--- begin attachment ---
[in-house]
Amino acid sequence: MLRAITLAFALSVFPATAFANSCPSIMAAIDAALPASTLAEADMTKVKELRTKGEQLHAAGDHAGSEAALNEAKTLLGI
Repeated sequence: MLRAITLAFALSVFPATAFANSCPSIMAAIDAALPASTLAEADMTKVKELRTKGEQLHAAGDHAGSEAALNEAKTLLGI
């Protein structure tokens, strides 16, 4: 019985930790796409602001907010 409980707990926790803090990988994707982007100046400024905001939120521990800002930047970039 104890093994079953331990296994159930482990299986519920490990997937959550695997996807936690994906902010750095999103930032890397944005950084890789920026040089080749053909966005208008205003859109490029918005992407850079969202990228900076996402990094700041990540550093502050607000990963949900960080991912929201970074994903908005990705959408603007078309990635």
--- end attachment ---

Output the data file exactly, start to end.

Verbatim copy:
[in-house]
Amino acid sequence: MLRAITLAFALSVFPATAFANSCPSIMAAIDAALPASTLAEADMTKVKELRTKGEQLHAAGDHAGSEAALNEAKTLLGI
Repeated sequence: MLRAITLAFALSVFPATAFANSCPSIMAAIDAALPASTLAEADMTKVKELRTKGEQLHAAGDHAGSEAALNEAKTLLGI
């Protein structure tokens, strides 16, 4: 019985930790796409602001907010 409980707990926790803090990988994707982007100046400024905001939120521990800002930047970039 104890093994079953331990296994159930482990299986519920490990997937959550695997996807936690994906902010750095999103930032890397944005950084890789920026040089080749053909966005208008205003859109490029918005992407850079969202990228900076996402990094700041990540550093502050607000990963949900960080991912929201970074994903908005990705959408603007078309990635």